One of my favorite University professors was my history teacher, Dr. Raymond Smith at Central Washington. He said history only teaches us that the events that are most historically defining tend to be the one’s whose emergence was least noticed.
I was thinking about Dr Smith’s words as I walked through my garden. Darn it, my garden needed more sun not rain! Water, water everywhere best describes the month of August of 2008. It seems so abundant. But, what if our geopolitical future is not a world shortage of oil, but water? What is our role nationally and locally? If local and regional governments have demonstrated the ability to lead in global emissions reduction, can we lead in water resource management? Can we develop a new economy around water resource technologies like we’ve done in computer, bioscience and nanotechnology?
I think we can and should be a leader. In July, King County entered into a ‘twinning’ agreement with Thailand Wastewater Management Authority. The agreement was an Eco-Asia program funded to United States Agency for International Development (USAID) that promotes improved access to clean water and sanitation.
Why clean water? Well, water conflicts have already led to war. The Six Day War between Israel and its neighbors was a water resource conflict. Lilach Grunfeld, in her Spring 1997 case study on the value of the Jordan rive wrote “Following more than 10 years of silent tensions, the conflict flared again. The Syrian government, inside its borders, attempted to divert the Banyas River, which is one of the Jordan River’s tributaries. This was followed by three Israeli army and air-force attacks on the site of the diversion. These incidents regarding water issues led up to the outbreak of the Six-Day War in June 1967 between Israel against Syria, Jordan, and Egypt. During that war, Israel captured the Golan Heights and the site of the Banyas headwaters, which enabled Israel to prevent the diversion of the Banyas by the Syrians. Israel also gained control of the West-Bank, the Jordan River as well as the northern bank of the Yarmouk.”
Since 1999 United Nations officials have openly discussed where water and resource wars will occur. Klaus Toeper, former director-general of the United Nations Environment Programme felt the need for “monitoring worldwide reserves of drinking water and establishing cooperative agreements for the use of bodies of water, including groundwater.” He also calls for “…economic instruments to stimulate use of new technologies to promote water conservation.”
Kevin Watkins director of the Human Development Report Office at the UN Development Program, and Anders Berntell, executive director of the Stockholm International Water Institute write, “Water conflicts are invariably shaped by local factors. But the sheer scale of these conflicts makes it impossible to dismiss them as isolated events. What we are dealing with is a global crisis generated by decades of gross mismanagement of water resources.”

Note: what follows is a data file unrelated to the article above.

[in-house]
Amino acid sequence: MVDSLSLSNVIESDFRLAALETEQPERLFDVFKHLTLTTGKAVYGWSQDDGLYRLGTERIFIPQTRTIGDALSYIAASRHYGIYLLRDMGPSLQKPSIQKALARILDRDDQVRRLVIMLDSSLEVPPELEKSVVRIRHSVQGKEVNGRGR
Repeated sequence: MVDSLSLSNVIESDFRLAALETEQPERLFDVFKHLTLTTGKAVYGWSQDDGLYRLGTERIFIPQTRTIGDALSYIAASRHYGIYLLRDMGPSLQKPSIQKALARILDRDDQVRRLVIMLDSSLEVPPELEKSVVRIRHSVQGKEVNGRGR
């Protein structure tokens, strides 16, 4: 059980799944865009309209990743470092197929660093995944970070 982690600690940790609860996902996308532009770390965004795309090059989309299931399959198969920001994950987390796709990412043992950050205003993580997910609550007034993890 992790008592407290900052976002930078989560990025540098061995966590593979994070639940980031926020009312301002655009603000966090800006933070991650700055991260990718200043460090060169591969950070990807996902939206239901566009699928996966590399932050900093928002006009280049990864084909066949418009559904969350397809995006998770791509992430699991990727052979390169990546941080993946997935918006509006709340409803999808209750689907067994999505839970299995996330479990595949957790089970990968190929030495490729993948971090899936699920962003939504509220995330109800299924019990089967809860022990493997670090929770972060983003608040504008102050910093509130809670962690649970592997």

Watkins and Berntell further note, “The facts behind the crisis tell their own story. By 2025, more than two billion people are expected to live in countries that find it difficult or impossible to mobilize the water resources needed to meet the needs of agriculture, industry and households.”
The conflict in Sudan has become daily headline news. In the Foreign Affairs article “Sudan’s Perfect War” Randolph Martin says, “In the longer term, southern Sudan’s economic interests are likely to lie in the north. The oil boom may last only 30 to 40 years. In the not-too-distant future, southern Sudan’s real strategic value will be its water and agricultural resources. Neighboring Egypt — which has seen its own population double to 70 million in the last 20 years — depends for water on Sudan.”
In an Age of Global Warming it is becoming increasingly clear that water will be this century’s defining issue. We will need entrepreneurs, academicians, technologist, investors, and political leaders that sense these subtle, yet profound, trends and seize the opportunity to grow our 21st century economy. It is imperative that we add water resource technologies to the mosaic of other high tech industries of this region’s New Economy.
Water is fundamental for life and health. The human right to water is indispensable for leading a healthy life in human dignity. It is a pre-requisite to the realization of all other human rights. –The United Nations Committee on Economic, Cultural and Social Rights, Environment News Service, 27 Nov 02
- World Water Council
- United Nations: The power of Water
- King County in ‘twinning’ agreement with Thailand Wastewater Management Authority
- Environmental Cooperation-Asia (ECO-Asia)
- Water War Flashpoint Map
- World Water Assessment Programme
- CIA – The World Factbook — Field Listing – Environment
- War Over Water Predicted By United Nations Environment Official
- Israel – Territory Occupied in the 6-Day War
- Jordan River Dispute: Lilach Grunfeld, Spring 1997
- Fact File: The Six-Day War
- Sudan’s Perfect War
- Environmental degradation and conflict in Darfur: implications for peace and recovery
- Water In the Middle East Conflict
- Water in Conflict
- Common Dreams
Kevin Watkins is director of the Human Development Report Office at the UN Development Program. Anders Berntell is executive director of the Stockholm International Water Institute.